marlay park, dublin
Vampire Weekend's jangly anthems could have been penned with a balmy summer in mind. 'Cape Cod Kwassa Kwassa' and 'Oxford Comma' are perfect evocations of hazy, lazy afternoons at the country club – clever, slightly conceited even, but not to the point where it's going to make anyone's teeth grind.
Led by the debonair Ezra Koenig (pictured), Saturday's headliners demonstrate a heavier side, too, as they dip into new album Modern Vampires of the City. The rocking Diane Young, in particular, suggests the Ivy League schooled New Yorkers should leave their Wes Anderson comfort zone more often.
Earlier, there's a home-town welcome for Conor O'Brien's Villagers.
In the abstract, O'Brien's songs seem in danger of tripping up on their own contorted ambitions. In a doomed alterboy falsetto, he sings about shapeshifting and an out-of-body experience while his music lurches between lightness and intensity. Somehow it all comes together, rollicking oddities such as 'Earthly Pleasures' and 'The Waves' taking flight under skies so blue they resemble a visual effect.
From the same corner of the alternative pop universe come Los Angeles' Local Natives. A chugging combination of Arcade Fire and Crosby, Stills and Nash, their best tunes locate a tender spot between the folksy and the avant-garde.
For fist-pumping dance fans, day two's must-see is Berlin producer Paul Kalkbrenner, whose second stage performance is a masterclass in uplifting melancholy. His set is built around hypnotically minimalist basslines: half an hour in, it starts to feel as if you are undergoing a metaphysical experience – or at least it might if a fellow reveller hadn't just spilled a pint over your backpack (no, hug won't make up for it).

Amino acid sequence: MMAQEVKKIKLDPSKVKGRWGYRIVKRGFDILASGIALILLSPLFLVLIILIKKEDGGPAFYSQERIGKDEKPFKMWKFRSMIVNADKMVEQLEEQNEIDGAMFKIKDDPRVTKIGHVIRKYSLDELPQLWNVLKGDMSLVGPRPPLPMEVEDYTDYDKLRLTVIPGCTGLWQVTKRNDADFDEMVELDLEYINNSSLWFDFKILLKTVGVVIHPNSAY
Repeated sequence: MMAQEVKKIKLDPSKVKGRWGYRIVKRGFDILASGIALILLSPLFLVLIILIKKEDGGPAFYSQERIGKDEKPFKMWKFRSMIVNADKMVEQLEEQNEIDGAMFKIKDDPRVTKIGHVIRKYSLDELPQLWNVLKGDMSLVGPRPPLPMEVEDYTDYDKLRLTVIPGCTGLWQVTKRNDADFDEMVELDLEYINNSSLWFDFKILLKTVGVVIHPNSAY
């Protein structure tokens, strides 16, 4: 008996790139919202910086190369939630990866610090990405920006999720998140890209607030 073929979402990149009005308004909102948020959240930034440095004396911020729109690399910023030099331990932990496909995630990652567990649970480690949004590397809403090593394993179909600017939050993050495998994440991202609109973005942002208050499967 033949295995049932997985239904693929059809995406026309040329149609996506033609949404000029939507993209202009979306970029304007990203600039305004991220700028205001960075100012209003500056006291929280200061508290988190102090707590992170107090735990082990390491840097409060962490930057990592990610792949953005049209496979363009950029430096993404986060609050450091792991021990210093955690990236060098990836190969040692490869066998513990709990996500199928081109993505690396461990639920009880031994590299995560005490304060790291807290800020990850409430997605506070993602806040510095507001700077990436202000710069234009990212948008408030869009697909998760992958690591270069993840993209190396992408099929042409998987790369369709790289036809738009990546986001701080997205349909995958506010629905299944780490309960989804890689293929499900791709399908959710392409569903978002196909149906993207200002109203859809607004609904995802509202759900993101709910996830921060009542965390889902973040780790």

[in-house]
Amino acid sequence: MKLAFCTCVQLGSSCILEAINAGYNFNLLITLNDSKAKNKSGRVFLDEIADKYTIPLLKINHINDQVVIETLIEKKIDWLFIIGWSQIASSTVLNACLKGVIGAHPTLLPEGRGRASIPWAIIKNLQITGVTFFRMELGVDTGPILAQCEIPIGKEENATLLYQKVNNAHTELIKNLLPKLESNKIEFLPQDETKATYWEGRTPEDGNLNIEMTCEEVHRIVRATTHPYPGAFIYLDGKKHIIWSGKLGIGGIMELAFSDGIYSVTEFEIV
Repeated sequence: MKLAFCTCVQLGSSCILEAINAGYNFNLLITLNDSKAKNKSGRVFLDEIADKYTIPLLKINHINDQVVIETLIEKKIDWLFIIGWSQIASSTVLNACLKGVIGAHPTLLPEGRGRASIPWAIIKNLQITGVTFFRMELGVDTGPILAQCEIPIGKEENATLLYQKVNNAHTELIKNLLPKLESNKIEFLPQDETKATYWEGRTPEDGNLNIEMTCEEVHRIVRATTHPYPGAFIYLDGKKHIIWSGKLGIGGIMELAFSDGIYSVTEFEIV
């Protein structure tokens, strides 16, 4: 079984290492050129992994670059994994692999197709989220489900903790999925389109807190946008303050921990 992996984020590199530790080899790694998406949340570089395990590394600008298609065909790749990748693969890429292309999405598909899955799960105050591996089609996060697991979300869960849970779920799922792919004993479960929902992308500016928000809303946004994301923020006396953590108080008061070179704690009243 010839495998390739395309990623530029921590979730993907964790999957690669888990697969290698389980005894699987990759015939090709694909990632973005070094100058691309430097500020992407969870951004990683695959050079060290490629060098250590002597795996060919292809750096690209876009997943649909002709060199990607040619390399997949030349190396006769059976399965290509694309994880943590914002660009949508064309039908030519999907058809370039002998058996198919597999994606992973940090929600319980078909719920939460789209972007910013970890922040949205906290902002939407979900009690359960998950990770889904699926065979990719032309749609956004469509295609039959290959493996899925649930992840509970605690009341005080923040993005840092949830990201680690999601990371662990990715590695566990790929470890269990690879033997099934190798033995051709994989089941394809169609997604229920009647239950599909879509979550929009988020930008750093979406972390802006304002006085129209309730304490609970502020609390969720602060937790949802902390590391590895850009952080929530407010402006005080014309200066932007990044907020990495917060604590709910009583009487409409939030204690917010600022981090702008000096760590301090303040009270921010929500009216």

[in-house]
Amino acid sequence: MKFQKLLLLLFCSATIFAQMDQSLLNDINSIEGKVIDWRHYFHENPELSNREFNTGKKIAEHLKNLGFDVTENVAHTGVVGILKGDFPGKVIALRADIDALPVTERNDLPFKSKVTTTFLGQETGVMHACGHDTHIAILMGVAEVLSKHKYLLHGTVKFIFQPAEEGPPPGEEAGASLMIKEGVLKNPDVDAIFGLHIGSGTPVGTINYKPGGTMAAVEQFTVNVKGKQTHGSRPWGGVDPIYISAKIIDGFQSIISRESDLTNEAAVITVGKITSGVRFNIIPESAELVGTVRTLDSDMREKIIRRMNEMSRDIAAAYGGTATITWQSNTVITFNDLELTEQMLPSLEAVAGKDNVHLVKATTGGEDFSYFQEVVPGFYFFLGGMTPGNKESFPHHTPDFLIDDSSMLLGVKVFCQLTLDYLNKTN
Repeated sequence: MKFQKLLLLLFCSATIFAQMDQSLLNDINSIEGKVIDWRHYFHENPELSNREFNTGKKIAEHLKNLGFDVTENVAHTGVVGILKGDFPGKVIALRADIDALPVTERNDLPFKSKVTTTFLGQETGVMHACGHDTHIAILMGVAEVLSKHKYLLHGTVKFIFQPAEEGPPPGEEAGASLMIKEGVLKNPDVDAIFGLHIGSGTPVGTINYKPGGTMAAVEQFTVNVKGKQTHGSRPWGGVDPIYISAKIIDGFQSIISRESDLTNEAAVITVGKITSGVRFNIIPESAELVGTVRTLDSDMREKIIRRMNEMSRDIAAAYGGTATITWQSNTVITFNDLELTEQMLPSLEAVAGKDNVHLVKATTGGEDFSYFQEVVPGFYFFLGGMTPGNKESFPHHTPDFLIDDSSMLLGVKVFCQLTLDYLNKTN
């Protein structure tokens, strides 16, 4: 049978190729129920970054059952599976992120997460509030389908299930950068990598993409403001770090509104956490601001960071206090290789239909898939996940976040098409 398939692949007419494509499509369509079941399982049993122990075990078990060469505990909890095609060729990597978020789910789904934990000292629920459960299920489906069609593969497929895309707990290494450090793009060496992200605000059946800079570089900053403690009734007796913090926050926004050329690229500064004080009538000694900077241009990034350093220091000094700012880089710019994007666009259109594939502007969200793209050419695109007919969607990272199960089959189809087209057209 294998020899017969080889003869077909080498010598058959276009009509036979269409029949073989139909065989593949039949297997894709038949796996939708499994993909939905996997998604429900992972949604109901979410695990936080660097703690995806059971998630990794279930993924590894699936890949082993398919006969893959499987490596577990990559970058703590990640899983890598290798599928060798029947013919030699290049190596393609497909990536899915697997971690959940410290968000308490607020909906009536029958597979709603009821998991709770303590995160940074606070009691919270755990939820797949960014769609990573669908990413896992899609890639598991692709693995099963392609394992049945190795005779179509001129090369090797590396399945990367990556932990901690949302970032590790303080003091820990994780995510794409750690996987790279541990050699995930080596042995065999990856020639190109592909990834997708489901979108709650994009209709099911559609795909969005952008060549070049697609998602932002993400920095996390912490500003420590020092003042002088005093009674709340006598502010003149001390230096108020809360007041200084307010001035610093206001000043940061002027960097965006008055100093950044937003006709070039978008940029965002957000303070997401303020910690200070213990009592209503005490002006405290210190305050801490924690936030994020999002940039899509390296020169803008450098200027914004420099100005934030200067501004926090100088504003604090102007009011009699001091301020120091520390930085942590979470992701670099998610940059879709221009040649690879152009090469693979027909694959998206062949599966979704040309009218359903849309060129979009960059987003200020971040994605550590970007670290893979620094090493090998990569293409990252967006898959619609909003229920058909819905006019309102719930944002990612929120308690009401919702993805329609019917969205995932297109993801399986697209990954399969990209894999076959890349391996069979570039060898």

Mid afternoon welcomes Dubliners Kodaline to the main stage. In a line-up dominated by the painfully trendy, the Swords group are here to wave a flag on behalf of uncomplicated arena rock. Whatever tastemakers may think (Kodaline are already on the way to becoming a punching bag of rock journalists) in south Dublin it's clear they are among their own, the wobbly lipped 'All I Want' and 'High Hopes' are slurped down with the same enthusiasm that parched revellers are glugging slush puppies from a concession stall at the rear of the venue (the saccharine content is roughly similar you suspect).
Hipsters in search of respite could do worse than make their way to the dance tent where Blue Hawaii are delivering an affecting suite of disembodied electronica. Singer Raphaelle Standell-Preston sways wanly as producer Alex Cowan twiddles knobs and flits through a repertoire of frowns. What a shame only a few dozen festival-goers are here to witness their sweet, sublime weirdness.